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[GreenYes] FW: InSinkErators


Here's the article referenced by Kendall, from another listserv. The question remains, in my mind, why would we want to waste good, clean organic material by mixing it with all the heavy metal and pharmaceutical laden sewage sludge. Many communities have inadequate sanitary sewer systems which spill over into storm sewers [and thus directly into waterways]. Seems like we should instead strive for infrastructure which allows for easy composing, ala Toronto.


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February 26, 2008




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Going Global
By Going Green

Garbage-Disposal Maker
Finds Environmental Pitch
Sinks In in Europe, Asia
By ILAN BRAT
February 26, 2008; Page B1


Worcester, England

Jacqui Sheldon tossed a banana peel and some orange skins down her kitchen sink, threw the switch on her government-subsidized garbage disposal, and, to her way of thinking, helped create a better planet for her children.



After struggling for decades to get a foothold outside of the U.S., the lowly garbage disposal is picking up some new fans: environmental engineers and local government planners. InSinkErator, a Racine, Wis., unit of Emerson Electric Co., has been lobbying local governments in Europe and in parts of Asia in the hope of altering the perception that garbage disposals are a water-guzzling convenience that can clog pipes and overtax sewage-treatment plants.

InSinkErator, which says it makes about 80% of the garbage disposals in use world-wide, had virtually no sales in Europe in the early 1990s. Many municipalities resisted the idea of garbage disposals, maintaining that composting was a better way to handle food waste. But as governments there have tried to come to grips with global warming and reduce their environmental impact, the company spotted an opportunity and crafted a new message. "We didn't invent disposers to be an environmentally friendly solution" to waste problems, says Joe Ferrara, director of European operations. "But they do have all these positive impacts on the environment."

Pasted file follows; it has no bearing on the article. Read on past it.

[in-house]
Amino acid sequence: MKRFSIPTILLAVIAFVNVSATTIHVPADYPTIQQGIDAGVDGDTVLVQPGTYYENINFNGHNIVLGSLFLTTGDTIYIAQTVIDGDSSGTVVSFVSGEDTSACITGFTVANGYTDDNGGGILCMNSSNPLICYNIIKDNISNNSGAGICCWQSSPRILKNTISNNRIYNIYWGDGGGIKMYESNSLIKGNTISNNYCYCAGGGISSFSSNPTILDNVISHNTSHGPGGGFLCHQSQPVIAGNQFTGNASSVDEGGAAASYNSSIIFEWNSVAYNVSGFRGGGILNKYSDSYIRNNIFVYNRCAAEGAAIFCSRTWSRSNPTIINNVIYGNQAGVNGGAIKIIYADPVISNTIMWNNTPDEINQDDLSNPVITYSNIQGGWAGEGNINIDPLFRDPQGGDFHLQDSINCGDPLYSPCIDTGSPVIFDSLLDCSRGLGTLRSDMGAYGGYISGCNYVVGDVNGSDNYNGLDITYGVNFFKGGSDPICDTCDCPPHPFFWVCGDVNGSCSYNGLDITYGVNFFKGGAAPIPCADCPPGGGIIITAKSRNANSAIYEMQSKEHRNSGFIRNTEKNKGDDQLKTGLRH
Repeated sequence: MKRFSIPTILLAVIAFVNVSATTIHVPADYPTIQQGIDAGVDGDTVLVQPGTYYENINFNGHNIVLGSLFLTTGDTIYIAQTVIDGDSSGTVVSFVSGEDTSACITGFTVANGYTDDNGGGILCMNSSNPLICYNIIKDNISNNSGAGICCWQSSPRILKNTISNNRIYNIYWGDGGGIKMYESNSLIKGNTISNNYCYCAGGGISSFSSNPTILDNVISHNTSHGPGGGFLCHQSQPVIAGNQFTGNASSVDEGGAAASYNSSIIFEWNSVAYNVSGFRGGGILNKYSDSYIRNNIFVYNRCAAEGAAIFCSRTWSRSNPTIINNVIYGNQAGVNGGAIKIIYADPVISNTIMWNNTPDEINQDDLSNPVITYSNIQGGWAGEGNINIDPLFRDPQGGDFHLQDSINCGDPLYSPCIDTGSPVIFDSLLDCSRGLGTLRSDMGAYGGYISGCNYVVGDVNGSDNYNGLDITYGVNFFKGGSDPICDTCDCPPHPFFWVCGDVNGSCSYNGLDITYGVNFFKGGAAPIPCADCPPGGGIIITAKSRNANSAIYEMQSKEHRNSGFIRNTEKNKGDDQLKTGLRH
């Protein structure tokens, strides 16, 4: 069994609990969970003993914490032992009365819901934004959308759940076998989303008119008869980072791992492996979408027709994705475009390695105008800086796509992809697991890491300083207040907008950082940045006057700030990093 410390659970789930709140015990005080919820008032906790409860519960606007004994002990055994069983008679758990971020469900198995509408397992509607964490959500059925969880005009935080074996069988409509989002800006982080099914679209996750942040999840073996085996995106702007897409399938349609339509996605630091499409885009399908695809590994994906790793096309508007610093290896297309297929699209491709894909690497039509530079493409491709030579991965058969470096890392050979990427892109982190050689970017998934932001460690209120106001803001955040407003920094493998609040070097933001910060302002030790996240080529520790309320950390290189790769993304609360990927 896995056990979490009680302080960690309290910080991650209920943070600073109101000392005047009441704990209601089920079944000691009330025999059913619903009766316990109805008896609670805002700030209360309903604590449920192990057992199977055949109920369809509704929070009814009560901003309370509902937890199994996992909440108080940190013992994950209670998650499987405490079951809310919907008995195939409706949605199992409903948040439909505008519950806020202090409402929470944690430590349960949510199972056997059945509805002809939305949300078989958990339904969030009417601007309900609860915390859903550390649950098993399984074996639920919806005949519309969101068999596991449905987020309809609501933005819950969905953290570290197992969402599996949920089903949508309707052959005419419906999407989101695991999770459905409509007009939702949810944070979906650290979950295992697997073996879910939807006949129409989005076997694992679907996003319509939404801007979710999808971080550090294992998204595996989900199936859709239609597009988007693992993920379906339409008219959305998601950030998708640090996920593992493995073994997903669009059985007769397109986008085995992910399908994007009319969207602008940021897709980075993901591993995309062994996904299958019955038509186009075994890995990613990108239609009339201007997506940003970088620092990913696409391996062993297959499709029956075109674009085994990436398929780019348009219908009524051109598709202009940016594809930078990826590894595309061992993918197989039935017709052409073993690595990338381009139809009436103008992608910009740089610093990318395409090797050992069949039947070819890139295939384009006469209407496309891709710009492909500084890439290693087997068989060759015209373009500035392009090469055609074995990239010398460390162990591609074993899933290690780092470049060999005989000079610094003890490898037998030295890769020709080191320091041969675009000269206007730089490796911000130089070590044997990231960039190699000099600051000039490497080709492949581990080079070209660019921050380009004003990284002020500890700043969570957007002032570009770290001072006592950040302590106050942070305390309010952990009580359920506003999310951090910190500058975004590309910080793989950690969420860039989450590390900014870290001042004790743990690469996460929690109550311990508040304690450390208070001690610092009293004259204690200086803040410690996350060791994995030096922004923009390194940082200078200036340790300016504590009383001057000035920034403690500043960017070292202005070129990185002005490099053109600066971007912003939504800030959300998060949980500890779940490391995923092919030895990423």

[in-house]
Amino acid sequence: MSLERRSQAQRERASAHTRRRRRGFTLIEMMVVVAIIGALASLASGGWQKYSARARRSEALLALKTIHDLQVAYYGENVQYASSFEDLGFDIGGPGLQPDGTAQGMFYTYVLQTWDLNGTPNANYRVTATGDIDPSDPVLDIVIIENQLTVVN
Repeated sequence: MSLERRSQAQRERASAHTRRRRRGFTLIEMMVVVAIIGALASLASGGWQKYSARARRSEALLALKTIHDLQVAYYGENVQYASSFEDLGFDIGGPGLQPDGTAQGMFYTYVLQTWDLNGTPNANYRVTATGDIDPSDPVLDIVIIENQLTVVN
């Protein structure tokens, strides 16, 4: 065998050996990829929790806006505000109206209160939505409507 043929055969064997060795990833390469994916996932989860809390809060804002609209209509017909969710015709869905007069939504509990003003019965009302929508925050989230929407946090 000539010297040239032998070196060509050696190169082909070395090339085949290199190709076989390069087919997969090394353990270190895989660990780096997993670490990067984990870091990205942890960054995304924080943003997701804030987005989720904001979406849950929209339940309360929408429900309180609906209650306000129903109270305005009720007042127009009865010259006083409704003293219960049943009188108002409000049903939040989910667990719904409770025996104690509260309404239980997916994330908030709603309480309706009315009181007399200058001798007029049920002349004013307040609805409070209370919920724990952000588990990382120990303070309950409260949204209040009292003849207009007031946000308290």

The green strategy has helped InSinkErator to nearly double its world-wide sales in the past decade to close to $500 million annually, say people familiar with the situation. The company, which still accounts for a small fraction of Emerson Electric's yearly revenue of about $22 billion, now sells more than 100,000 disposals in Europe each year.

In the U.S., where about half of households already have garbage disposals, InSinkErator has largely eschewed the environmental pitch. It lately has been pushing to boost domestic sales by focusing on potential new customers and on marketing to upscale consumers who might want to upgrade their existing model. Newer versions can better handle stringy foods such as celery that tended to gum up the older disposals.

John Hammes, a Wisconsin architect, invented the sink-connected garbage disposal in 1927 in his basement workshop, according to InSinkErator. He was looking for a better way to clean up after meals and to eliminate flies and odors from garbage bins. He started the company in 1938, and sales took off amid the post-World War II housing boom. Some U.S. cities mandated their installation in new homes.

TO CHOP OR NOT?